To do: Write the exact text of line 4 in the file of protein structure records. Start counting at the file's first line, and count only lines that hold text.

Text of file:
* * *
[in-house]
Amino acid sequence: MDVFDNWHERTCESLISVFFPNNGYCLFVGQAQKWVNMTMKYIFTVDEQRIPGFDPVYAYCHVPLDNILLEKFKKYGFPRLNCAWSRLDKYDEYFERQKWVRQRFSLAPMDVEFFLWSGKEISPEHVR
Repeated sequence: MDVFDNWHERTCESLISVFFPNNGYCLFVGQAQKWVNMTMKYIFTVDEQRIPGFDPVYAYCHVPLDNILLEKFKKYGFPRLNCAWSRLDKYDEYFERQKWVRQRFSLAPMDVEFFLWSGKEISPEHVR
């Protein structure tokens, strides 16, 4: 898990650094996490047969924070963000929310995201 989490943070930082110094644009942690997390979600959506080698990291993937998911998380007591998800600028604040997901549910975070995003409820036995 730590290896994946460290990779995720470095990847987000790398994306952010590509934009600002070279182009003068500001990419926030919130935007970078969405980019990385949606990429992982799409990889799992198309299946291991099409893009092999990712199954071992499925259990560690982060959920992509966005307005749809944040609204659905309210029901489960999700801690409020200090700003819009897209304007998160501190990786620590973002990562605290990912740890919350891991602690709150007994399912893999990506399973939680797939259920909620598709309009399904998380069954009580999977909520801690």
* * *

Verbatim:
């Protein structure tokens, strides 16, 4: 898990650094996490047969924070963000929310995201 989490943070930082110094644009942690997390979600959506080698990291993937998911998380007591998800600028604040997901549910975070995003409820036995 730590290896994946460290990779995720470095990847987000790398994306952010590509934009600002070279182009003068500001990419926030919130935007970078969405980019990385949606990429992982799409990889799992198309299946291991099409893009092999990712199954071992499925259990560690982060959920992509966005307005749809944040609204659905309210029901489960999700801690409020200090700003819009897209304007998160501190990786620590973002990562605290990912740890919350891991602690709150007994399912893999990506399973939680797939259920909620598709309009399904998380069954009580999977909520801690």